A Conrad Johnson or BAT would be an improvement. Contact me if you are interested.
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While my situation is not identical to yours gear-wise, it may be close enough to be somewhat meaningful.
For the last week and a half I've been enjoying a new-to-me used Symphonic Line "The Enlightenment" tubed pre-amp. It is currently feeding a Plinius SB-301 driving Revel Salon 2s. It was rebuilt soup to nuts within the past 18 months by an authorized SL technician using the same parts that go into the newly built units. So it is in essence a new unit sitting in a 1999 chassis.
The SL pre is replacing a Plinius M8 pre. The M8 provided strong weighty bass, good dynamics, dark background and a broad soundstage, and mated quite well with the SB-301. The SL pre is providing just as much bass weight with more detail, a plainly superior mid-range, and a far more detailed treble that at the same time is less fatiguing at higher volume. The SL pre also is plainly better in terms of micro-dynamics and depth of soundstage. I would characterize it as just slightly on the warm side of neutral, but not at all rolled off in the treble like some other tube pre-amps I've heard. Nor is it at all slow - this sucker is fast on the attack.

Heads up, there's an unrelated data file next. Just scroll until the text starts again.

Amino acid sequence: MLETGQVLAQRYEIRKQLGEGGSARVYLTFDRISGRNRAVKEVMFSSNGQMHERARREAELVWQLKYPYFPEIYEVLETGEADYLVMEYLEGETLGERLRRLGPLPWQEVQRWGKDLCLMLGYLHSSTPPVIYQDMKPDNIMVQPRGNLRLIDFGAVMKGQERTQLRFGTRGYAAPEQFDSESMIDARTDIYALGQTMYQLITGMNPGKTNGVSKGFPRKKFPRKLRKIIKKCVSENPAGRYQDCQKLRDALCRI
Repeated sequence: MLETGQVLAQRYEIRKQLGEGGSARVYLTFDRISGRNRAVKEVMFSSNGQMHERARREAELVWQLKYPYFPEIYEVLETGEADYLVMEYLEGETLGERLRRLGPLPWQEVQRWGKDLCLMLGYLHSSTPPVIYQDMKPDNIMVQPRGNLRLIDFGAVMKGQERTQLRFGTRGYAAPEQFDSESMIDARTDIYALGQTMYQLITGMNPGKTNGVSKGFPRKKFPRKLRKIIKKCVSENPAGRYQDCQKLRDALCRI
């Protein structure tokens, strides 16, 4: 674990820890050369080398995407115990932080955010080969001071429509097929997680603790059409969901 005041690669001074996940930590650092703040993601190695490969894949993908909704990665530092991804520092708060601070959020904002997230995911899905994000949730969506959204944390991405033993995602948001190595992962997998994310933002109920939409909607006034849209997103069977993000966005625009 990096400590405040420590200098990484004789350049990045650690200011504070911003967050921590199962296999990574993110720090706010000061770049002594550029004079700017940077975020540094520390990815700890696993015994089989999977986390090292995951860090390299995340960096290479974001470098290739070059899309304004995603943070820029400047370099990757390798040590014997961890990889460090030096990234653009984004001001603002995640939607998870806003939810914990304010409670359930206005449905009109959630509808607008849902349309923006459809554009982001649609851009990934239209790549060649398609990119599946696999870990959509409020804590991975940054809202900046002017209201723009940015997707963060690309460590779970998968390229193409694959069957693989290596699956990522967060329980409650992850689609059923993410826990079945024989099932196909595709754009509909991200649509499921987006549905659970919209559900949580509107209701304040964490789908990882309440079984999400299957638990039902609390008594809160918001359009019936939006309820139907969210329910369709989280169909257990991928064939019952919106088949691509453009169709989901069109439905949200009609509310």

This is not to say that the M8 is a lousy pre-amp. It's actually a quite nice pre-amp and provides a very solid sound. But the SL pre is leagues better and frankly has showcased the SB-301's talents in a whole new light.*
Hope this is somewhat helpful, and good luck finding the improvement you seek!
*Alas, the SB-301 faces heavy competition this week from a pair of incoming Symphonic Line Kraft 250 monoblocks.
Doesn't the Plinius have a balanced input? If so, you can minimize the effects of the cable and the amp will perform better if the preamp is also balanced.
Just keep in mind that not all balanced tube preamps are equal. Some can't drive long interconnects, even though that is one reason you might go balanced. Others can't drive lower impedances often seen in transistor amplifiers (they start to loose bass!). But some can do all these things with no worries.
A fully differential preamp will have no 2nd order harmonic richness that is often associated with tubes. This can allow the preamp to be really neutral, highly detailed, yet also quite relaxed- a very nice combination!
i have listened to a lot of preamps. in general i prefer older preamps, such as the audio research sp 10 and mcintosh c 22 ( old stuff). there is one exception. david berning's latest preamp is a great piece, if you have the bucks.
otherwise, if you want to stay reasonable, look for an older preamp, tubed , of course.